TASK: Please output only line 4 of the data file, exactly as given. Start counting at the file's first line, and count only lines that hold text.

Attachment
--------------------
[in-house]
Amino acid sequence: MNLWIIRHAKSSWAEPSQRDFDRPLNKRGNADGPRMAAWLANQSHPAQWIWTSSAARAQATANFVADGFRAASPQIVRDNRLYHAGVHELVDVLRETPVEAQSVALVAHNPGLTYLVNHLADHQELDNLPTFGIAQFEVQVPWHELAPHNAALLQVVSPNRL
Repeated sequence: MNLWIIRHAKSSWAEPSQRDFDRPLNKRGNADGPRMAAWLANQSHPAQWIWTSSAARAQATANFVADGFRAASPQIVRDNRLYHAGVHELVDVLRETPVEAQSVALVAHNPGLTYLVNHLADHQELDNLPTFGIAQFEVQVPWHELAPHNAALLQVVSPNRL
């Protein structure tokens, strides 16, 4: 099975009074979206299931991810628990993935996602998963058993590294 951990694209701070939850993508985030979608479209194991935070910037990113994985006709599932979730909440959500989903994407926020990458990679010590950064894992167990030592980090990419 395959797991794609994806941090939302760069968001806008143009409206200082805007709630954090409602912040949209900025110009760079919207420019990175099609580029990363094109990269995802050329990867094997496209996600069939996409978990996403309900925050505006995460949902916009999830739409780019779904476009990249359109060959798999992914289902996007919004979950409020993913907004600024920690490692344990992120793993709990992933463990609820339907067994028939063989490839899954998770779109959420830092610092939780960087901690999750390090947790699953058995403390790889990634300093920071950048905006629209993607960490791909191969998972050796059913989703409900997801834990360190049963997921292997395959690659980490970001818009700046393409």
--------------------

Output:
């Protein structure tokens, strides 16, 4: 099975009074979206299931991810628990993935996602998963058993590294 951990694209701070939850993508985030979608479209194991935070910037990113994985006709599932979730909440959500989903994407926020990458990679010590950064894992167990030592980090990419 395959797991794609994806941090939302760069968001806008143009409206200082805007709630954090409602912040949209900025110009760079919207420019990175099609580029990363094109990269995802050329990867094997496209996600069939996409978990996403309900925050505006995460949902916009999830739409780019779904476009990249359109060959798999992914289902996007919004979950409020993913907004600024920690490692344990992120793993709990992933463990609820339907067994028939063989490839899954998770779109959420830092610092939780960087901690999750390090947790699953058995403390790889990634300093920071950048905006629209993607960490791909191969998972050796059913989703409900997801834990360190049963997921292997395959690659980490970001818009700046393409």